SPOUSES GUANIO vs. SHANGRI-LA HOTEL MANILA (February 7, 2011)
Facts: A couple sought the services of a five-star hotel for their wedding reception.
A week before their wedding reception, the hotel scheduled a food tasting. Eventually, the parties agreed to a package where the final price was P1,150.00 per person.
According to the complainants, when the actual reception took place, their guests complained of the delay in the service of the dinner; certain items listed in the published menu were unavailable; and despite the Hotel’s promise that there would be no charge for the extension of the reception beyond 12:00 midnight, they were billed and paid P8,000 per hour for the three-hour extension of the event up to 4:00 A.M. the next day. They sent a letter-complaint to hotel and received an apologetic reply from the hotel’s Executive Assistant Manager in charge of Food and Beverage.
They nevertheless filed a complaint for breach of contract and damages before the Regional Trial Court (RTC).
The hotel argued that while there was a delay in the service of the meals, the same was occasioned by the sudden increase of guests to 470 from the guaranteed expected minimum number of guests of 350 to a maximum of 380, as stated in the Banquet Event Order (BEO); and the Banquet Service Director, in fact, relayed the delay in the service of the meals to complainant’s father.
The RTC, relying heavily on the letter of the hotel’s Executive Assistant ruled in favor of the complainants and awarded damages in their favor.
The Court of Appeals reversed the decision, noting that the proximate cause of the complainant’s injury was the unexpected increase in the number of their guests.
ISSUE: Whether or not the doctrine of proximate cause is applicable in obligations arising from contracts.
HELD: The doctrine of proximate cause is applicable only in actions for quasi-delicts, not in actions involving breach of contract. x x x The doctrine is a device for imputing liability to a person where there is no relation between him and another party. In such a case, the obligation is created by law itself. But, where there is a pre-existing contractual relation between the parties, it is the parties themselves who create the obligation, and the function of the law is merely to regulate the relation thus created.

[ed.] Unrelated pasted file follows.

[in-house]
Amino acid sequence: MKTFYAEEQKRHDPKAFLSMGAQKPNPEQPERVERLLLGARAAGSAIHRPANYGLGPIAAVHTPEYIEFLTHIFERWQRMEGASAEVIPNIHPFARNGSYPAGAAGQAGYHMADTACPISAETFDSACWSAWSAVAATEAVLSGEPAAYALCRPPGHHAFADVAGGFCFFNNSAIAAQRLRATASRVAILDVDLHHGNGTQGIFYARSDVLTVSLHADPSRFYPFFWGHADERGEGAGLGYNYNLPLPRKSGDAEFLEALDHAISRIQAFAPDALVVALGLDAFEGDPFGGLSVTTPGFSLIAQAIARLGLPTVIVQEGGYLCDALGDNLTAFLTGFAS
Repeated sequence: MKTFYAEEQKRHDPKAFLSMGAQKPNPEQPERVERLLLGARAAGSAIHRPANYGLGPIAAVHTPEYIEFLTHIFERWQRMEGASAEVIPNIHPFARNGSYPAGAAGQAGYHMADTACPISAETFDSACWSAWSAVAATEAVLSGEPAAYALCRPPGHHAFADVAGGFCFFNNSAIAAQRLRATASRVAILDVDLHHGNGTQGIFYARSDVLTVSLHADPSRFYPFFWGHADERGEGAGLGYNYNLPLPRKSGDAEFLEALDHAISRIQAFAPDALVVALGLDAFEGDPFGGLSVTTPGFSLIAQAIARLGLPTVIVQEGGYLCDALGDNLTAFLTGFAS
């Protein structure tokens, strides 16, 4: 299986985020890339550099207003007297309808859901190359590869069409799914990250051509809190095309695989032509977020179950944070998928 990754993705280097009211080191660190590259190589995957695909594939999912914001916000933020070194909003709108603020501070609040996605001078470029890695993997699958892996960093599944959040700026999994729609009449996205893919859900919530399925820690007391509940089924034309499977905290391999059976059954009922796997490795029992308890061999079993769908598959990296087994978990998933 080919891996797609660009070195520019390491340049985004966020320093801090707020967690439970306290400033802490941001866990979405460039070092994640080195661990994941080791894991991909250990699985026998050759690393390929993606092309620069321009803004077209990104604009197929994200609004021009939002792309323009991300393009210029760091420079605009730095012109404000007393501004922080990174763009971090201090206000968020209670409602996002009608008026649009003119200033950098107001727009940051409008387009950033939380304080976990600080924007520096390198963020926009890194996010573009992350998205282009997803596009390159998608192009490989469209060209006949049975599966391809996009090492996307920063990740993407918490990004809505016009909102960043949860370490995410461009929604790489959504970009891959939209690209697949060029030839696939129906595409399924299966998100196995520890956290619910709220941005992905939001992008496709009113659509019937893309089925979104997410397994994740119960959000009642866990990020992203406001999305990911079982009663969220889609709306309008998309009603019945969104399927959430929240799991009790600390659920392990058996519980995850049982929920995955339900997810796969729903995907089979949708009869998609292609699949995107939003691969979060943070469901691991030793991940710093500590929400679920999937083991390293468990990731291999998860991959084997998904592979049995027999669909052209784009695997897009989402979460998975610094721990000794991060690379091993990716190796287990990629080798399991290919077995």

What applies in the present case is Article 1170 of the Civil Code which reads:
Art. 1170. Those who in the performance of their obligations are guilty of fraud, negligence or delay, and those who in any manner contravene the tenor thereof, are liable for damages.
RCPI v. Verchez, et al. enlightens:
In culpa contractual x x x the mere proof of the existence of the contract and the failure of its compliance justify, prima facie, a corresponding right of relief. A breach upon the contract confers upon the injured party a valid cause for recovering that which may have been lost or suffered. The remedy serves to preserve the interests of the promissee that may include his expectation interest, which is his interest in having the benefit of his bargain by being put in as good a position as he would have been in had the contract been performed, or his reliance interest, which is his interest in being reimbursed for loss caused by reliance on the contract by being put in as good a position as he would have been in had the contract not been made; or his restitution interest, which is his interest in having restored to him any benefit that he has conferred on the other party. Indeed, agreements can accomplish little, either for their makers or for society, unless they are made the basis for action. The effect of every infraction is to create a new duty, that is, to make RECOMPENSE to the one who has been injured by the failure of another to observe his contractual obligation unless he can show extenuating circumstances, like proof of his exercise of due diligence x x x or of the attendance of fortuitous event, to excuse him from his ensuing liability. (emphasis and underscoring in the original; capitalization supplied)